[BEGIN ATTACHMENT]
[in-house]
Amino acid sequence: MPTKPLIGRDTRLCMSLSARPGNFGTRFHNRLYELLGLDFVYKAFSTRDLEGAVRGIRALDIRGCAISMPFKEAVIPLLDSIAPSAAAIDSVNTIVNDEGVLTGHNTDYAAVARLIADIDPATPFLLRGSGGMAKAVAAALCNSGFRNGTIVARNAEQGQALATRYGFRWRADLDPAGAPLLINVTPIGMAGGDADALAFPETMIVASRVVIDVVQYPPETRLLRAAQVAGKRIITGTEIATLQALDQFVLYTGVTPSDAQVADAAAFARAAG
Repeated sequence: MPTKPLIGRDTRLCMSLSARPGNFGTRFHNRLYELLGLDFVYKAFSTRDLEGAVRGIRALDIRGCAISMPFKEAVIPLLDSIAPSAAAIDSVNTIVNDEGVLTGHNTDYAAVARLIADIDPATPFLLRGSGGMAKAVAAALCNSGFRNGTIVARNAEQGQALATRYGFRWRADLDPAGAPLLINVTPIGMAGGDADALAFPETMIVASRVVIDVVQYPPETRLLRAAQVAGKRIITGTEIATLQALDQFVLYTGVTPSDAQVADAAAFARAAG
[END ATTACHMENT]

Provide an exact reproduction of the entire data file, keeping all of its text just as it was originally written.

[in-house]
Amino acid sequence: MPTKPLIGRDTRLCMSLSARPGNFGTRFHNRLYELLGLDFVYKAFSTRDLEGAVRGIRALDIRGCAISMPFKEAVIPLLDSIAPSAAAIDSVNTIVNDEGVLTGHNTDYAAVARLIADIDPATPFLLRGSGGMAKAVAAALCNSGFRNGTIVARNAEQGQALATRYGFRWRADLDPAGAPLLINVTPIGMAGGDADALAFPETMIVASRVVIDVVQYPPETRLLRAAQVAGKRIITGTEIATLQALDQFVLYTGVTPSDAQVADAAAFARAAG
Repeated sequence: MPTKPLIGRDTRLCMSLSARPGNFGTRFHNRLYELLGLDFVYKAFSTRDLEGAVRGIRALDIRGCAISMPFKEAVIPLLDSIAPSAAAIDSVNTIVNDEGVLTGHNTDYAAVARLIADIDPATPFLLRGSGGMAKAVAAALCNSGFRNGTIVARNAEQGQALATRYGFRWRADLDPAGAPLLINVTPIGMAGGDADALAFPETMIVASRVVIDVVQYPPETRLLRAAQVAGKRIITGTEIATLQALDQFVLYTGVTPSDAQVADAAAFARAAG